“Is he married?” Nancy asked.

“No, he’s a life-long bachelor; I believe his only social contacts are our little parties.”

“I would have thought he would have been the perfect target for some young maiden with marrying for money on her mind.”

“Oh, my God, honey, everything has its limits.  Jethro bathes on Fridays just before he comes to our dos, and puts on clean overalls and a fresh shirt.  All of that will last him until this time next week.  Besides, even if a girl could get by the odor, she would still be married to the tightest fist in Mississippi; Jethro is not a generous man. Rich as all hell, but a real skinflint.”

“I bet you could straighten him out Miss Bertha.  You’d have him taking a daily shower and driving a Cadillac.”

“I probably could, my child; I certainly gave Charlie Manning all he could enjoy and some more.  They will try to tell you that the way to a man’s heart is through his stomach, but I can promise you that the key to men is about eight inches below their belt buckle.   Take good care of that little thingy and you will have a long and successful marriage and an even better widowhood.  I wouldn’t touch Jethro Cummins little thingy for twice his net worth.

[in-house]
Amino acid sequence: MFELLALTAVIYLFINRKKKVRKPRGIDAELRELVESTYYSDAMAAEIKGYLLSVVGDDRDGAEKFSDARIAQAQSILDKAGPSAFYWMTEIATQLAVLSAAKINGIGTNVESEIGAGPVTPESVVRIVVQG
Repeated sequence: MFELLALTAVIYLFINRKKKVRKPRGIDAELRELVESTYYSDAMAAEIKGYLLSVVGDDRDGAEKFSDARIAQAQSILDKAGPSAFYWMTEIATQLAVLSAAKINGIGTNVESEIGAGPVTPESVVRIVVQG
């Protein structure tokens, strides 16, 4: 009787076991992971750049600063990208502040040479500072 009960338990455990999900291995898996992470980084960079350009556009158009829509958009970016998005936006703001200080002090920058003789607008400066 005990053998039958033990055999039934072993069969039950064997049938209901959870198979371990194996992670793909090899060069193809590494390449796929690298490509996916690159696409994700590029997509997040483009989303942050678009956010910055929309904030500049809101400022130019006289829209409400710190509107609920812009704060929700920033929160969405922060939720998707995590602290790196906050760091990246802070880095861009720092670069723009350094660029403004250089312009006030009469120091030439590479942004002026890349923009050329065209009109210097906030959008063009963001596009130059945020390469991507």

“Why don’t you children go in and fix a drink.  You also may want to visit the buffet table.  This is a B.Y.O.B and potluck party, but there will be plenty of booze on the bar and the food can be pretty good; all of our maids do the cooking and bring the dishes over.  While you’re at it, you can bring me another drink.

“I’ll be delighted to get you a drink, Miss Bertha, what can I fix for you?”

“If you’ll just pour about a half glass of Jack Daniel’s over a couple of ice cubes it would just be fine.”

“We’ll be back in a little bit,” I said and Nancy and I went in the front doorway.  The foyer was a large area with gleaming heart-pine floors, elegant oriental rugs, and rich fabrics.  The living room was to the right and was similarly decorated, with a baby grand piano in the far corner, at which a middle-aged man in a seersucker suit and thinning hair was skillfully playing cocktail lounge tunes.

To Be Continued…

About the author

Tom is our resident historian and writer of fiction. He is also the boss. So really, he can do whatever he wants, as long as Mary doesn't mind.